NOW re-endorsed Fioretti, saying there was no merit to the charges, but Haithcock didn’t let the issue go, sending out a flyer that again accused Fioretti of stalking. A restraining order Fioretti sought against Haithcock was denied. Then the Tribune reported that additional court documents appeared to contradict his claim that he didn’t have a relationship with the woman, and NOW took back its re-endorsement.

Both candidates accepted an invitation by the Gap Community Organization to speak at an April 3 forum for Second and Third Ward candidates. After introducing them, the group’s president, Leonard McGee, said that a coin toss had determined the order. Since it had come up heads, the alderman would have the first 15 minutes. McGee invited Haithcock to the podium.

Haithcock was sitting in the front row of the auditorium surrounded by supporters: Bobby Rush, longtime activist Reverend Al Sampson, and attorney David Askew, who finished third in the election. In the row behind her was Kenny Johnson, a former aide to Jesse Jackson Jr. who’d finished fourth and was now backing Fioretti.

Haithcock didn’t get up. “I yield to Mr. Fioretti,” she said.

McGee was taken aback. He looked toward Fioretti.

“I’ll follow the rules,” Fioretti said.

McGee looked at Haithcock.

“But I’m the alderman,” she said.

McGee wasn’t having it. He said he’d move on to the next item on the agenda while they sorted it out. “If you decide you want to speak we’ll try to get to you at the end.”

The Third Ward candidates ended up going first. Haithcock then spoke before Fioretti closed the meeting.

“Well, you know, Mr. Fioretti likes to lie, and I wanted to be able to stand up there and refute what he said,” she later explained. “I know a snake when I see one.”

“I’m not surprised by anything she does,” Fioretti countered. “She has no truth, no credibility.”

Third Ward

Before the start of the Chicago Urban League’s Third Ward candidates’ forum, also held on April 3, many of the 200-plus people who packed the meeting room were open supporters of challenger Pat Dowell. By the time it was called off it sure looked like she’d gained more than a few others.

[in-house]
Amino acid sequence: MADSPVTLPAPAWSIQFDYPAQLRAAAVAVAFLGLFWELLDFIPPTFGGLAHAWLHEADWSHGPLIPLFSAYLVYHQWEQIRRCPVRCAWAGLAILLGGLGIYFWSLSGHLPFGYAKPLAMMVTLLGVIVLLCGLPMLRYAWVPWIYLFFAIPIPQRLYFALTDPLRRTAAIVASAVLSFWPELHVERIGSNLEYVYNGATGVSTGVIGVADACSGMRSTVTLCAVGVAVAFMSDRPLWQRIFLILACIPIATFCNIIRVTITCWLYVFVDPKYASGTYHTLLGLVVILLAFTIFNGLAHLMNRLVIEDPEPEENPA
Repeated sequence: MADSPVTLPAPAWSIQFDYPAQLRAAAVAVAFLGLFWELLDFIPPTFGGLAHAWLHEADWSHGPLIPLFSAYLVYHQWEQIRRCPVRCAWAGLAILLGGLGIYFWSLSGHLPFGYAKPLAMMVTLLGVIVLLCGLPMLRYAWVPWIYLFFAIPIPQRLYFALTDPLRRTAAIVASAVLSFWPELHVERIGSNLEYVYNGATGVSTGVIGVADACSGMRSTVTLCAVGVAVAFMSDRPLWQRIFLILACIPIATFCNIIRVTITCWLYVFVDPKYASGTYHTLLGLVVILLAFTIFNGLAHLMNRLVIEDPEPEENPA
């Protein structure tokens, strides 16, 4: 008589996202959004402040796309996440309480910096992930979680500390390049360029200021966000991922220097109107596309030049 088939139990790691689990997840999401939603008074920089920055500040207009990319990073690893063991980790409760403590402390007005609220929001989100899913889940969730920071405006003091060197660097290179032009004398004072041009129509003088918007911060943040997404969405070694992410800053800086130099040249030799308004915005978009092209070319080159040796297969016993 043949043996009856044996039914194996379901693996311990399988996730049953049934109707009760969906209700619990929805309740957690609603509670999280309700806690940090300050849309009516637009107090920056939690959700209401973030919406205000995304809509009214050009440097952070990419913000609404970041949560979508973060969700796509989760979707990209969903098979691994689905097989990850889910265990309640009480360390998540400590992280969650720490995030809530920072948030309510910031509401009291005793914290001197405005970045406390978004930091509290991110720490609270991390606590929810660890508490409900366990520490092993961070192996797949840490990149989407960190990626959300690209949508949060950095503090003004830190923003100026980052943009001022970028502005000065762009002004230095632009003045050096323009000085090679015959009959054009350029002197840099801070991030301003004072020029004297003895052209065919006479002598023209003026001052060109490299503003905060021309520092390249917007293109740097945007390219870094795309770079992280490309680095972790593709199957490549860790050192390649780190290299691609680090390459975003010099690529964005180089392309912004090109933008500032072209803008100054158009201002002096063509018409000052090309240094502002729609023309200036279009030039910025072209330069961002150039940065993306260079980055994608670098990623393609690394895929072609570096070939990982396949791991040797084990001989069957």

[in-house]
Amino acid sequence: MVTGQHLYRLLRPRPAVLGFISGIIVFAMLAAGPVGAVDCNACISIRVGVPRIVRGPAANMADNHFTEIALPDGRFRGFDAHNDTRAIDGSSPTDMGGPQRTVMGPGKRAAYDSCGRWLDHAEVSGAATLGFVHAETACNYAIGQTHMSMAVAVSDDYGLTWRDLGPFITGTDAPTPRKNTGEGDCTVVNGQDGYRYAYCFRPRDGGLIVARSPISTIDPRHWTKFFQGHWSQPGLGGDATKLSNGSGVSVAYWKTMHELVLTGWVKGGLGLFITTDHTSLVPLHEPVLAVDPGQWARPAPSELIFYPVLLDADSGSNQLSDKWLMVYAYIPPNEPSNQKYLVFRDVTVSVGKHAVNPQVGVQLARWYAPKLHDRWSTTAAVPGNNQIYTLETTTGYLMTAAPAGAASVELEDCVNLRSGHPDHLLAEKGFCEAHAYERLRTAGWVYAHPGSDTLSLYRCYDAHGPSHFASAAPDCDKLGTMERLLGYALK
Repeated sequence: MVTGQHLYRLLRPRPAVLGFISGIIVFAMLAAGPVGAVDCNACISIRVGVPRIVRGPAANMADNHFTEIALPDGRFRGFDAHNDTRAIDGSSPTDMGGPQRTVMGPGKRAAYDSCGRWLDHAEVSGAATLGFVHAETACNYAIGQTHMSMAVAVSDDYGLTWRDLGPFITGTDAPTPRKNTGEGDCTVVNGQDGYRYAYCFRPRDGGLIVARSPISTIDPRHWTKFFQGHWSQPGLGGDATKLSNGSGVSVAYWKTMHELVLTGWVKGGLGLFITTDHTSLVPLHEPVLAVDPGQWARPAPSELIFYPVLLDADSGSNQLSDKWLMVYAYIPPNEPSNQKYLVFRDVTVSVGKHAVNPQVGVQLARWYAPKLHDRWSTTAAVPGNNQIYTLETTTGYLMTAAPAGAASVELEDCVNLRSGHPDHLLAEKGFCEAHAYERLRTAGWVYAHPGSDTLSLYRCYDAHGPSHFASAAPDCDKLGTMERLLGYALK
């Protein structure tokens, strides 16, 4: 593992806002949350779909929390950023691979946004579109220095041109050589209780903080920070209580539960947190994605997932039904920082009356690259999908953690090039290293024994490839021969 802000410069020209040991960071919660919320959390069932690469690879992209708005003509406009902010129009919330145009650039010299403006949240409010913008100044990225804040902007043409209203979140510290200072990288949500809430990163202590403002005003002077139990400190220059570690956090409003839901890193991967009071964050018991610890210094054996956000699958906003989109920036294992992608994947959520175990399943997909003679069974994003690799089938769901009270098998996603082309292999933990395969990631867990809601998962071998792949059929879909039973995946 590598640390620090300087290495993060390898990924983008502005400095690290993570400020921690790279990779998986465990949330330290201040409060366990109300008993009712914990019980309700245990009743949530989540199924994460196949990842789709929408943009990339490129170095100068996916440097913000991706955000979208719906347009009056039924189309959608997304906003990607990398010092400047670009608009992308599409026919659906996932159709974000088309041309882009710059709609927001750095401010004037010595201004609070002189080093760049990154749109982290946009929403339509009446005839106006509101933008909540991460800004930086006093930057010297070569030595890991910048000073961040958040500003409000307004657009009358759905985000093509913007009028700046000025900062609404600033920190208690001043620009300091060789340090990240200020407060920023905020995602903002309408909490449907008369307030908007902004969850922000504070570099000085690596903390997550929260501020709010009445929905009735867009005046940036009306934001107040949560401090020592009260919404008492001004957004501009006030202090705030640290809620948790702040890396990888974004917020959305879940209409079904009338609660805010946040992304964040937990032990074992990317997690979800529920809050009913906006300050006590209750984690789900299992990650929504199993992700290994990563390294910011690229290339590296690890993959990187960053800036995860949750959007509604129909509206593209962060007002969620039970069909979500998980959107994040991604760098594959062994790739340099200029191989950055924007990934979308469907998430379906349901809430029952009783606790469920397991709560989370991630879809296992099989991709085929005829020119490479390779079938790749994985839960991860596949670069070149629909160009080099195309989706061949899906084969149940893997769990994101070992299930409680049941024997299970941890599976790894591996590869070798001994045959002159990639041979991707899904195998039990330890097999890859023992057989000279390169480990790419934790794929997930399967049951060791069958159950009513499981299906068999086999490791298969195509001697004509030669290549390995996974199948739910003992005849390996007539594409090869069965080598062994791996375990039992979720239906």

The event had been planned for weeks, but incumbent Dorothy Tillman hadn’t committed to it. Still, organizers were shocked when a “surrogate” showed up on her behalf.

After conferring with her staff, challenger Pat Dowell, a former deputy commissioner in the city’s planning department, refused to debate the stand-in. “My door is always open, but I will not be subjected to this kind of stuff,” she declared.

The crowd cheered, and some began chanting, “Where is Dorothy?” Tillman’s representative, onetime Harold Washington aide Jacky Grimshaw, hurried to the podium and answered them, shouting “Dorothy is busy taking care of the business of the Third Ward!” The chants turned to boos.

As a yelling match ensued, ward resident Mary Wallace was among those who left the room disgusted with the 24-year incumbent, best known for her predilection for hats. “It’s time to put the hat in storage,” said Wallace, who voted for Tillman when she beat Dowell four years ago. “She hasn’t done some of the things she should have for the less fortunate in the ward. She hasn’t fixed the sidewalks. She hasn’t done anything.”

Grimshaw, meanwhile, stepped away from the microphone and conceded to reporters that Tillman wasn’t actually “taking care of the business of the Third Ward”–she was getting ready to address the Gap Community Organization at its meeting about a mile away. When Dowell found this out she looked exasperated. She said she herself had been invited to speak to the Gap just the previous afternoon.